Tuesday, August 31, 2010

Chinese Freshmen in American Colleges Facing Challenges

The University of Iowa, like many universities around the US, has seen an increase in freshmen from China

One night in August, right before the fall semester started, I shopped at a local Walmart. Bumping into a few Chinese fellows at Walmart is common here in Iowa City, but never to such an extent like that night.

Mandarin chattings on what to buy, or guessing the use of some gadgets, etc. filled my ears from aisle to aisle. Everywhere I looked or moved, there would be a few Chinese people nearby. They were young and stylish, loading their shopping carts with everything from fruits to rice cookers and furniture. Some of them were shopping with a team, staffed by their parents, with the mother and child browsing through the shelf while the father pushing heavily-loaded shopping cart behind.

Make no mistake, they were the incoming freshmen at the University of Iowa from China, and they were brought to Walmart by two fully-occupied big school buses that night.

As the university struggle to balance its cost and revenue amid steep budget cuts, international students came to the rescue, since they pay full tuition instead of in-state tuition. That is, $23,713 vs. $7,417 per year, according to numbers shown on the UI website. Plus living expenses, health insurance mandated for international students, as well as books, these Chinese students, or, precisely speaking, their parents, are paying around $36,000 per year.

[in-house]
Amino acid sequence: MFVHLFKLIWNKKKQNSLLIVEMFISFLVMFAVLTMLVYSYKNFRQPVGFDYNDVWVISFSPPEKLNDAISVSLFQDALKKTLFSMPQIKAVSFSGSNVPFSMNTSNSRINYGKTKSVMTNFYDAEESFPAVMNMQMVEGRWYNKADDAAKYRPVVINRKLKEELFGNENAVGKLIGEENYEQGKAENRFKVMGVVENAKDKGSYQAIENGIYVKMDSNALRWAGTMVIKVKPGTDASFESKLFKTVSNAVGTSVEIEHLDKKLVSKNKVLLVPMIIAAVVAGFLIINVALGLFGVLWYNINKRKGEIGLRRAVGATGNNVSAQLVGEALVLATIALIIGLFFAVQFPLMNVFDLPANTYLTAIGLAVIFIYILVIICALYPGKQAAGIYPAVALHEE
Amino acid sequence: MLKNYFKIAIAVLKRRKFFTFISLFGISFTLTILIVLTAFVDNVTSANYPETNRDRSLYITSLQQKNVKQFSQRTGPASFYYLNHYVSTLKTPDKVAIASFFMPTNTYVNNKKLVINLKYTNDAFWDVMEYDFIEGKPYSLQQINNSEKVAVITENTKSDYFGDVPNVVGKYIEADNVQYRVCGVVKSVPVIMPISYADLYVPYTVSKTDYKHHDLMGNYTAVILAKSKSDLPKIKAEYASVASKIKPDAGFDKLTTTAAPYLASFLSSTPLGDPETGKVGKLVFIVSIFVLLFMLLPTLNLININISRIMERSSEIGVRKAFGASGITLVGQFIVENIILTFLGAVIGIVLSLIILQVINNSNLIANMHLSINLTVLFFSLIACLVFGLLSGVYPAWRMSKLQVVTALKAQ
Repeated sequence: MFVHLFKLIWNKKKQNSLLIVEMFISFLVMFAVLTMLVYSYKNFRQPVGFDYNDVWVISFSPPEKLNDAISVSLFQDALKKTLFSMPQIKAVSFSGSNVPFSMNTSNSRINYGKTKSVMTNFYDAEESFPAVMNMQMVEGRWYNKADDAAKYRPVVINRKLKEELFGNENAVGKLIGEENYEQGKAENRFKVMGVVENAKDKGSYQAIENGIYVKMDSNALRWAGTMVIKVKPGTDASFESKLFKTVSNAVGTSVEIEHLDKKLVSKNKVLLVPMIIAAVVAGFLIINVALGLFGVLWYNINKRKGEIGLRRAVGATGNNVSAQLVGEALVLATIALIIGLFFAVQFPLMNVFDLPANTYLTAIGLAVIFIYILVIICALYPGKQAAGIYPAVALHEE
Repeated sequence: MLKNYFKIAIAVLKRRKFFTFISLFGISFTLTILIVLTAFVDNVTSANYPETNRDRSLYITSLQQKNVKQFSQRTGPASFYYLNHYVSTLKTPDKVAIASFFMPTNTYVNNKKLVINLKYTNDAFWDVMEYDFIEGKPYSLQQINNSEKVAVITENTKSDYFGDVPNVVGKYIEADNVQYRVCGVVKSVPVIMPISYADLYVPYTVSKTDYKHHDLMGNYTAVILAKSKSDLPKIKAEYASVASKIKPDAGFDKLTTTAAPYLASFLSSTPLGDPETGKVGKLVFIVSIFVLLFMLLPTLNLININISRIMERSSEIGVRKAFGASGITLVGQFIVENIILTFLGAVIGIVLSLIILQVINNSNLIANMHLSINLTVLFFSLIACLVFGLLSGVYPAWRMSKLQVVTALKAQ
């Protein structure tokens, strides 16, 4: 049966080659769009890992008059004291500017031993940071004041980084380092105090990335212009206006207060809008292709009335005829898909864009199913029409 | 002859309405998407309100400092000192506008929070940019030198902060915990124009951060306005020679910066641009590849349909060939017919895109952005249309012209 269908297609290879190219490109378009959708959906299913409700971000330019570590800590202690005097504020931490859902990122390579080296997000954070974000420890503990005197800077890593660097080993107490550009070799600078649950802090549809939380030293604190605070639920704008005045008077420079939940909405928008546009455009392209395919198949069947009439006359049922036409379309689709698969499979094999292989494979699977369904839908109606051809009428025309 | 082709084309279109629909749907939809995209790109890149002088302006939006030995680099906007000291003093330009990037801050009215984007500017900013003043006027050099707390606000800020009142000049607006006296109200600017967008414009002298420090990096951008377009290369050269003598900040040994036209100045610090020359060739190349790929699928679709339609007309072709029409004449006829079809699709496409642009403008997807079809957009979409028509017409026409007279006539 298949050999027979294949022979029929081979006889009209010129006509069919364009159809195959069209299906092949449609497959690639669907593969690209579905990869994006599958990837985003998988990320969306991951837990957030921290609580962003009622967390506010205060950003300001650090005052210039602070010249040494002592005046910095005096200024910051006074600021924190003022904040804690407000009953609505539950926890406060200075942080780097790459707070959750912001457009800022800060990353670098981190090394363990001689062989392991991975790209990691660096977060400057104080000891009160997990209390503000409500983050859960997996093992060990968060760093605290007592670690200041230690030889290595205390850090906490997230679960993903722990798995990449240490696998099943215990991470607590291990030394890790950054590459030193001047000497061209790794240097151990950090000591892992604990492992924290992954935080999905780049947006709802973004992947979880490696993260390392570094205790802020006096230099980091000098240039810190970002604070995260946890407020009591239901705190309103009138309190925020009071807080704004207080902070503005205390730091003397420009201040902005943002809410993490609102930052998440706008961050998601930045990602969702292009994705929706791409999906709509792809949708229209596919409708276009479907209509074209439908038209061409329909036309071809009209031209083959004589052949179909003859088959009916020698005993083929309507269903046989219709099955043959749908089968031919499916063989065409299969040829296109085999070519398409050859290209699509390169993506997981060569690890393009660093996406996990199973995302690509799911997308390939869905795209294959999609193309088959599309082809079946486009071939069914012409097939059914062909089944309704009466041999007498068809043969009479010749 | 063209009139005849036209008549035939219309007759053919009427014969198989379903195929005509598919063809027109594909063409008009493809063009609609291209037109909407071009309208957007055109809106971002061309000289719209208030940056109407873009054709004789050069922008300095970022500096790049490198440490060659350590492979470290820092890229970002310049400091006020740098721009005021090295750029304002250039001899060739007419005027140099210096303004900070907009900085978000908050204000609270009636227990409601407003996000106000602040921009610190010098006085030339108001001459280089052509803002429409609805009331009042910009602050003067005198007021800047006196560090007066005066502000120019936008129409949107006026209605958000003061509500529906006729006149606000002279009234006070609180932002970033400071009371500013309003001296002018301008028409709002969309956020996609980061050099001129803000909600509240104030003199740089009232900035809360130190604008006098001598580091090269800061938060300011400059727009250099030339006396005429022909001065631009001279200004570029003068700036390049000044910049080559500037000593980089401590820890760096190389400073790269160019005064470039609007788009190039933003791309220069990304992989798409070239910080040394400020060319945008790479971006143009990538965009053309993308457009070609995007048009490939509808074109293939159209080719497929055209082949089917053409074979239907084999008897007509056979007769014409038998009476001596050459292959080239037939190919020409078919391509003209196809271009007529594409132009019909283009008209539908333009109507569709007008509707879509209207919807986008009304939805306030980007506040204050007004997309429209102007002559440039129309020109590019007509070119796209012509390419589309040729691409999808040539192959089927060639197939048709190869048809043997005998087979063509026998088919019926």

The New York Times ran an article in early August about the challenge to house all these international freshmen at UI. Among about 430 of them this year coming to UI, nearly 350 are from China alone, the New York Times reports. But for these Chinese students, the challenge goes way beyond finding a place to sleep.

After the first meeting of a journalism history class, for instance, four Chinese students came to the professor complaining that they didn’t understand the lecture, and couldn’t take notes. I am an instructor for two sections of the same history class, and the two Chinese students registered for one section dropped out in the first week.

I talked to a Chinese girl in my other section, and she admitted facing language barrier, especially for a journalism class. One day after class, she asked if she could speak Chinese when discussing a class related question with me. I said no. I told her she better speak English, because that was the reason she came to the US to study.

Nationwide in the US, steady increase in enrollment of undergrads from China has been a trend for a few years. In the 2004-05 academic year, 8,299 Chinese undergrads were enrolled in American universities. The number keeps rising year after year, to 26,275 in 2008-09 academic year, according to data collected by the Institute of International Education. Peggy Blumenthal, IIE’s executive vice president, contributed the increase to the rise of an economically strong middle class in China, their determination to provide the best education to their only child, as well as the scarcity of high quality college education within China, according to Inside Higher Ed.

The large number of incoming Chinese freshmen has caught the attention of Chinese students and professionals already at UI, and there is this sense that most of these kids are not able to get into a decent university in China through the competitive college entrance examination. At the same time, many people, including people not from China, wonder how these families can afford four years of higher education in the U.S.

Thousands of young Chinese men and women have made it to the US to pursue college education in recent years. These post-80s youth have far stronger purchasing power than my generation of the studying-abroad Chinese. But studying abroad is more than a shopping trip. I hope they have also the perseverance and diligence to overcome all the challenges and get the education they paid for.

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